''I think if we didn't have people out there making fun of bad craft, it would really be anything goes,'' she says. ''And if we don't have a standard and a benchmark of good design, then it's just going to become oversaturated and horrible and go back to what it was: dodgy nanna craft.''
The trend, she says, helps balance a dark side of the crafting world that has gone unchecked: the presence of arrogant, overly earnest crafters who think their goods are superior purely because they are not mass-produced.
Rejecting their ''knitted penises'' and ''felted scarves that look like vomit'', though, has been about as pretty as their submitted works.
''We do get a bit of nasty backlash from people we don't accept,'' Thornton says. ''They take it really personally and send an email about how it's their life dream. We don't give out our phone number for that reason.''
Even more shocking is the number of crafters who get a kick out of being selected for regretsy.com. As Sharon Coleman, whose graphic crocheted childbirth education doll features a ''detachable placenta and umbilical cord'', wrote to Winchell about the comments her item attracted: ''The German insults are particularly creative.''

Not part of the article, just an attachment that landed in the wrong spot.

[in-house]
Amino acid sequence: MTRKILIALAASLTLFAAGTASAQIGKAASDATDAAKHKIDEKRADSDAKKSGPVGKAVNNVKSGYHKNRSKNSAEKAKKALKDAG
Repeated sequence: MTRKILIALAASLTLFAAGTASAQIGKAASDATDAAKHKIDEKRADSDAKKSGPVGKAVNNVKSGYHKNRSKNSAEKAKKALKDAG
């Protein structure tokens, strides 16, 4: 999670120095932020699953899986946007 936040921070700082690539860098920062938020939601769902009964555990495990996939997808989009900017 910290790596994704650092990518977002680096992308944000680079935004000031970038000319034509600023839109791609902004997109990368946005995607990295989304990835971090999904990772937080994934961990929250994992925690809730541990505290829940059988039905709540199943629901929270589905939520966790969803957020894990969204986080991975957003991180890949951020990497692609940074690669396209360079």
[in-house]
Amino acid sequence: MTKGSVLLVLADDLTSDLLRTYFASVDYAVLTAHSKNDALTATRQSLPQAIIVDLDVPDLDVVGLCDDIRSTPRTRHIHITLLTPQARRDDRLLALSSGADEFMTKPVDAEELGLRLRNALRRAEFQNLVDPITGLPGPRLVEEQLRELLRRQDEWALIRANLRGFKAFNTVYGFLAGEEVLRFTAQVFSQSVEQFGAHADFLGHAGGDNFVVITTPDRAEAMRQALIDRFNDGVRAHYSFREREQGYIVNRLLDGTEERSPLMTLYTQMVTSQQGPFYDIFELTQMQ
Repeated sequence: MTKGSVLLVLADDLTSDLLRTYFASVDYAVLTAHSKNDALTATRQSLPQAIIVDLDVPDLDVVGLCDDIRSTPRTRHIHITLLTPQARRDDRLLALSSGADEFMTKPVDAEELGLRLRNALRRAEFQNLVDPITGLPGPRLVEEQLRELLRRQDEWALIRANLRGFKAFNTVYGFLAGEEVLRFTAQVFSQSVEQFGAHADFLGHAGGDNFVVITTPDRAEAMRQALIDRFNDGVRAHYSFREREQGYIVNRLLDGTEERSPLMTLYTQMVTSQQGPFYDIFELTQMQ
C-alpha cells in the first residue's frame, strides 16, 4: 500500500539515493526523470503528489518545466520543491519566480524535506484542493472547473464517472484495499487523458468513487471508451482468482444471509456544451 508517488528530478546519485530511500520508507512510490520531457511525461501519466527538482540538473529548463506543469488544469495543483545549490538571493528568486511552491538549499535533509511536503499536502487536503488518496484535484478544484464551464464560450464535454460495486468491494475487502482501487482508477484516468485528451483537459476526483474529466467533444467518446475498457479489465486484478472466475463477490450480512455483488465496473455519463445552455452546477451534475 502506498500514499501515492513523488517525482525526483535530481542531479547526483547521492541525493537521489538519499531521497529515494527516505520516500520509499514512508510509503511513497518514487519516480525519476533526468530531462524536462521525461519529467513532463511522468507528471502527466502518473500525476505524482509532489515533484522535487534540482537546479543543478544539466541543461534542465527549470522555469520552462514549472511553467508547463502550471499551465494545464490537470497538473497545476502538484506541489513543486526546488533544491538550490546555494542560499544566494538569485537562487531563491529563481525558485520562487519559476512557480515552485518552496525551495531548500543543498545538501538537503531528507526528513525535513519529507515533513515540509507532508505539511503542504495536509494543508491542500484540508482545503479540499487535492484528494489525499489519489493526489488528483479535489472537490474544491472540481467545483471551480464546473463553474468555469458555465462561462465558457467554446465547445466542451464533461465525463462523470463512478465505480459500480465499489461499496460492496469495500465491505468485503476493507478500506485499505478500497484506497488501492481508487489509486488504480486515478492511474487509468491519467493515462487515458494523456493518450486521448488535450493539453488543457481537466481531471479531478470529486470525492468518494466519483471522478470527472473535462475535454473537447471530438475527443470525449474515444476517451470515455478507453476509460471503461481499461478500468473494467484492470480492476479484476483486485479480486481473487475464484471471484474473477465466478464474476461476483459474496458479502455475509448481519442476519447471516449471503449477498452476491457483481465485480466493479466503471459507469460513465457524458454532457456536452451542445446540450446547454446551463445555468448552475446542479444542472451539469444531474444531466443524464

And Teena Schorr, the creator of ''corn poo soap'' (exactly as it sounds) said: ''I have loved being on Regretsy! I finally found a place where I belong!''
Bec Davies, the founder of madeit.com.au, the Australian version of etsy.com, who has sold everything from ''melting penis candles'' to placentas made of felt, wonders whether this out-and-proud bad crafting subculture might create its own problem: an influx of even more objectionable handmade items into our lives.
Winchell concedes she has encountered what she calls ''Regretsy bait'' on etsy.com.
''I can tell, for the most part,'' she says, ''because everything in their store is really good except for one really bad thing, like a Cheerio on a chain for $5000.''
So would she consider shutting down her website, then?
Not a chance, Winchell says - and not just because she makes money from it through paid advertisements. For one thing, she has long used regretsy.com as a way to benefit disadvantaged crafters; for instance, she launched an online fund-raiser for a woman who needed money to get her car fixed so she could ferry her own mother to chemotherapy appointments.
And, she says, it has turned out to be a launching pad for people who have ''beautiful craftsmanship'' but use it to create what can only be described as ultra-niche goods.
''A woman made a pornographic tapestry, with beautiful, gorgeous sewing,'' she says. ''I featured it and she got a contract with an erotic museum to make items for the gift shop for almost a half a million dollars ... if you make pornographic needlepoint, it's very unlikely that someone's going to find you on etsy.com doing a keyword search.''
Have you ever received - or given - a handmade gift worthy of Regretsy?
-Sydney Morning Herald